Social Media – good or bad for the medical profession?   3 comments

Here is an article which you may find interesting if you cannot decide whether you should be tweeting or  blogging?
Last summer, I joined millions of others in the deluge of social media. I committed one year of effort to see if social would enhance or distract from my pediatric practice.

That was my goal, just one year.

At that time, I wanted to dip my foot in the pool, and see if it made any ripples. The unexpected consequence was how much social media has changed my medical practice, and me. Ripples have returned as tidal waves. My practice has seen tangible, real valuable benefits. I have been intellectually challenged, and have professionally grown.

 For my practice:
•Increasing new patient traffic is creating revenue for our group.I average 1 new patient family per week who came because of our social media presence. I know this because they tell me, “I am here to see you today because I found you on Facebook,” or “I found your blog.”•52 patients a year x $2700 (average pediatric care for 0-24 mon.) = $140,000 of average billable income over two years.

• Creating information has added to my “search-ability” in search engines. All my work is available publicly and with fully disclosed authorship, so new patients can find me with ease.
•Investing time in relevant and complete posts actually saves me time in the long run. Questions I am repeatedly asked,  like “How do I start solid foods?“, can be answered quickly and completely by directing them to my site. This saves face-to-face clinic time for more specific concerns for their child.
•I have created opportunities to make my families lives easier by using the tech at their fingertips.
•Selectively following leaders in the field of pediatrics has allowed me to refresh and update my knowledge daily. The lead article in medical journals, the newest recall, the updated reports are in my information stream. Sharing the headlines and reports that will most assist my patients continues the information stream in real-time.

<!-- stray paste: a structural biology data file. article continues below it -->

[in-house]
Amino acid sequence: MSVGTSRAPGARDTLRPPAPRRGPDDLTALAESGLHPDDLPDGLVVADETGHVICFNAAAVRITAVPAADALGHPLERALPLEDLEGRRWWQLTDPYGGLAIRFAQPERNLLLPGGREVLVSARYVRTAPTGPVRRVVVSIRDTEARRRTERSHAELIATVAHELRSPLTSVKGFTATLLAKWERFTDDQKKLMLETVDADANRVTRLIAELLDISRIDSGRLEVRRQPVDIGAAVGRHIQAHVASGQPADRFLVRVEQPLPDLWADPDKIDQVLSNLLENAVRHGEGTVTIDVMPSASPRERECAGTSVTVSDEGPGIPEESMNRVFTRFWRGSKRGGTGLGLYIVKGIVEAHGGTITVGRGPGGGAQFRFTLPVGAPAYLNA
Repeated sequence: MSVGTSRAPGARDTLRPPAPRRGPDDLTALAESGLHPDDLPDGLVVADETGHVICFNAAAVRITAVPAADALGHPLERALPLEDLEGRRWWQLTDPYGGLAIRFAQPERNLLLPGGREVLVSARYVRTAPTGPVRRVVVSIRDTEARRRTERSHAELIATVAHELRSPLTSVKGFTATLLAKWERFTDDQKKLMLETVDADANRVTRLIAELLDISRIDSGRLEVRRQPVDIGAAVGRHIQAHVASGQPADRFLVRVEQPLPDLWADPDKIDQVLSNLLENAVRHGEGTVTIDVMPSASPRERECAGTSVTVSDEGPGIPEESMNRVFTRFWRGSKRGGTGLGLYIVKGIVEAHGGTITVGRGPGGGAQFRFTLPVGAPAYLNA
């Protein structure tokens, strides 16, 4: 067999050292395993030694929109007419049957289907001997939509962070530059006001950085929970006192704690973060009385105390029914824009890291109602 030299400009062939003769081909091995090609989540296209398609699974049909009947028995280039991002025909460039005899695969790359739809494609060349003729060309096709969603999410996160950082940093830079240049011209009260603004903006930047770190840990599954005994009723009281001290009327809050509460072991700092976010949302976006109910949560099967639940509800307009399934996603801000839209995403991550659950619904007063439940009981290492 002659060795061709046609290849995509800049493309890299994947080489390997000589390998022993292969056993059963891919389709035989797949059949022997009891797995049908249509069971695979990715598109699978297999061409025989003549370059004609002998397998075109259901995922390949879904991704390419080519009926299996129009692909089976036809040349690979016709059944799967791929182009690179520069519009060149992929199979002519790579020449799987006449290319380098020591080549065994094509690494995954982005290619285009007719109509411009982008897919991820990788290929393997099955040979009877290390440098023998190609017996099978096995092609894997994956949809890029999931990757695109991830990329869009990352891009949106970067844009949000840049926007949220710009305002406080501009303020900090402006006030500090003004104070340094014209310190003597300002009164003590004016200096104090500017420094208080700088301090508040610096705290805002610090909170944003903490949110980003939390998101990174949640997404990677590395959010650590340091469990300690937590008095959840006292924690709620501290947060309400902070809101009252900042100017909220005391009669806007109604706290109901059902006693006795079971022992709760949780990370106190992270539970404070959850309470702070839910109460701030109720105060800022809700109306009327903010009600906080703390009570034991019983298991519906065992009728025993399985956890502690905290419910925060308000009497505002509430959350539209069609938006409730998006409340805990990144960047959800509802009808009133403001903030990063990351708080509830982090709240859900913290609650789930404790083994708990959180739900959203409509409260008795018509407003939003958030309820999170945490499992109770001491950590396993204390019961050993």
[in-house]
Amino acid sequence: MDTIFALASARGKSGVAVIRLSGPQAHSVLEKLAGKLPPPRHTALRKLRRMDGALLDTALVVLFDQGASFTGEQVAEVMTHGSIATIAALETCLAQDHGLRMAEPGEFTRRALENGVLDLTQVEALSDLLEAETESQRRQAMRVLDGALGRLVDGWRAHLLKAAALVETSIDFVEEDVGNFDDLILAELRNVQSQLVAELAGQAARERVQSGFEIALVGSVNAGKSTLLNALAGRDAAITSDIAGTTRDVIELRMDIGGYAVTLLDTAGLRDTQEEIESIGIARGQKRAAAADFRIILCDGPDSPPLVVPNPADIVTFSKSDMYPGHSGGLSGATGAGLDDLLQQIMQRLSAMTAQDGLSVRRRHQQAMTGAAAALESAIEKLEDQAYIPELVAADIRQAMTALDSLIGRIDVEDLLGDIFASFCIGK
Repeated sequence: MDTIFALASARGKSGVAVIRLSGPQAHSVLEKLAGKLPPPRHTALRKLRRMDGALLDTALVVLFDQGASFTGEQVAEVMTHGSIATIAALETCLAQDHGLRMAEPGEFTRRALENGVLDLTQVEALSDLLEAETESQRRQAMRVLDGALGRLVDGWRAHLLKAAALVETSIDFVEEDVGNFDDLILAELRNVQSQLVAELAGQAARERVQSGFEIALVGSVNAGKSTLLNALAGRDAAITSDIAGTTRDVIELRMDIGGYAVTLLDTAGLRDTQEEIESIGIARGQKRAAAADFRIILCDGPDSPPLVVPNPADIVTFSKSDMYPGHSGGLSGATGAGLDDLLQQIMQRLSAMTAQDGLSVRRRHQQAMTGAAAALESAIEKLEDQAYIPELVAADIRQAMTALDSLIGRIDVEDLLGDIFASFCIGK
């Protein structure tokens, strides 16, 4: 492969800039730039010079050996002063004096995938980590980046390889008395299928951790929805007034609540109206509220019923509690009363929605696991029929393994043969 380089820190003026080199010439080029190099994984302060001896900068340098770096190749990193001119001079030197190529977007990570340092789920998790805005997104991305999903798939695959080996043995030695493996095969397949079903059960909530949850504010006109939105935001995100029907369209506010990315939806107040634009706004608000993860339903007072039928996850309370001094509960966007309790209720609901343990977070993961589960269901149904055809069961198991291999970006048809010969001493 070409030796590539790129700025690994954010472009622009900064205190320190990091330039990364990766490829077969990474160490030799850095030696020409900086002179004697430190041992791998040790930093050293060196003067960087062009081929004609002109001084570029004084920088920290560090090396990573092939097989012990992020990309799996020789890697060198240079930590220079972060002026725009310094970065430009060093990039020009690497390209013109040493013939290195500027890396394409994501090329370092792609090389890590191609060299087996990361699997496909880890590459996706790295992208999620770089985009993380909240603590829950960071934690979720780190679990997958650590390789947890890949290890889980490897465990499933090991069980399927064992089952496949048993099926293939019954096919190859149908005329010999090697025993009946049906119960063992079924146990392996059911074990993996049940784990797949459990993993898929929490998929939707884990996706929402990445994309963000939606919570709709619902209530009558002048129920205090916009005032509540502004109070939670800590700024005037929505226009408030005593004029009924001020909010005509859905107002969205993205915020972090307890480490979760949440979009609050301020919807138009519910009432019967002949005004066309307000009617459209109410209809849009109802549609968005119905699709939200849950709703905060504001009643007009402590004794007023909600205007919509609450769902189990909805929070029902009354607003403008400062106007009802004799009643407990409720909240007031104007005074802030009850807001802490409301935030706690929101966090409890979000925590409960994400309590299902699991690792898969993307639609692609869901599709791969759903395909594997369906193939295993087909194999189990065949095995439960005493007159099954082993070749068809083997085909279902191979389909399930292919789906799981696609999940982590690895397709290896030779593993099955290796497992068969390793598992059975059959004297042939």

•I can get help for my patients across the country through online professional connections, and I have experts at my fingertips who can help me answer questions.

For me:
•Being part of the health social media and blogging community has given me a  connection and an outlet. I can express myself as a physician and a mom, creating a “professional diary” of my life.
•I have met amazing people with big ideas and bigger hearts, who inspire and challenge me daily.
•I have seen a glimpse of how big an effect a group of vocal health writers can have; how active advocates can act to correct falsehoods and incorrect reporting. I am a part of a movement; a way that healthcare is changing.
•I unexpectedly found how one purpose could be defined, in such a short amount of time.

For my patient families:
•I can actively communicate, acknowledge, and positively influence the choices that my families make for their children between the checkups. My anticipatory guidance can be repeated, reinforced, and repeated again.
•New websites, blogs, and apps are constantly being added to our fingertips. After review, I can refer my patients to some really cool, applicable tech options to better care for their kids. I would never know about this stuff if I was not involved with social.
•I can act as a “filter” to promote the good and refute the bad.
•I can be a source of reliable, real information.

But what is all of this really about?
•It’s about the mom who comes to me at the 18-month check up and tells me her child’s car seat is still rear-facing.
•It’s about the dad who tells me he went to the health department and got a TDaP before his new son was born.
•It’s about the complete stranger who sees me in my office building and says, “Are you Dr. Natasha? Thanks for writing about kids and fever. I had some questions and it came at just the right time.”

The beauty of social is that I never talked with these parents about these health and safety issues. Parents made good decisions for their families after getting the information. Period. That’s all they needed, and that’s all it took.

Wow.

Offering online authenticity, genuine concern, and experience (sprinkled with a bit of sound medical knowledge) has created an amazingly powerful platform, and helpful practice tool.

Although using social media does has some undefined, grey areas to navigate; for me one thing is clear, my goal of one year has been extended until further notice.

Natasha Burgert is a pediatrician who blogs at KC Kids Doc.

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Posted November 26, 2011 by cmm in News

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3 responses to Social Media – good or bad for the medical profession?

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